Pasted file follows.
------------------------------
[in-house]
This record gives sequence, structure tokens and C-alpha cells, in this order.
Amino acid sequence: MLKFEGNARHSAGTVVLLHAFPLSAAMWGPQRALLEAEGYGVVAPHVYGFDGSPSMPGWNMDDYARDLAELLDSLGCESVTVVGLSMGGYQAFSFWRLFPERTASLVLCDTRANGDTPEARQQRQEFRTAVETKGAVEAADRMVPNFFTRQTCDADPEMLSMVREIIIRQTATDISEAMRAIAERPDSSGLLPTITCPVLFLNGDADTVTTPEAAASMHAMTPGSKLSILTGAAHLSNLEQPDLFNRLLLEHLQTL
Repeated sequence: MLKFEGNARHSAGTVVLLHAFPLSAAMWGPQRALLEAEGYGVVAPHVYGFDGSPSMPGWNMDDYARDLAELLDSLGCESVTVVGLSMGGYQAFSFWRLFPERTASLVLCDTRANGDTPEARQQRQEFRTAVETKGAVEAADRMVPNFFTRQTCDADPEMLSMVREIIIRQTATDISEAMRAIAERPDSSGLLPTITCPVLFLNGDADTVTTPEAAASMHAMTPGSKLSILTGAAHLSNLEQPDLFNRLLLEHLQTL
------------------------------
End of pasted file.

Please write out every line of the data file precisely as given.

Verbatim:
[in-house]
This record gives sequence, structure tokens and C-alpha cells, in this order.
Amino acid sequence: MLKFEGNARHSAGTVVLLHAFPLSAAMWGPQRALLEAEGYGVVAPHVYGFDGSPSMPGWNMDDYARDLAELLDSLGCESVTVVGLSMGGYQAFSFWRLFPERTASLVLCDTRANGDTPEARQQRQEFRTAVETKGAVEAADRMVPNFFTRQTCDADPEMLSMVREIIIRQTATDISEAMRAIAERPDSSGLLPTITCPVLFLNGDADTVTTPEAAASMHAMTPGSKLSILTGAAHLSNLEQPDLFNRLLLEHLQTL
Repeated sequence: MLKFEGNARHSAGTVVLLHAFPLSAAMWGPQRALLEAEGYGVVAPHVYGFDGSPSMPGWNMDDYARDLAELLDSLGCESVTVVGLSMGGYQAFSFWRLFPERTASLVLCDTRANGDTPEARQQRQEFRTAVETKGAVEAADRMVPNFFTRQTCDADPEMLSMVREIIIRQTATDISEAMRAIAERPDSSGLLPTITCPVLFLNGDADTVTTPEAAASMHAMTPGSKLSILTGAAHLSNLEQPDLFNRLLLEHLQTL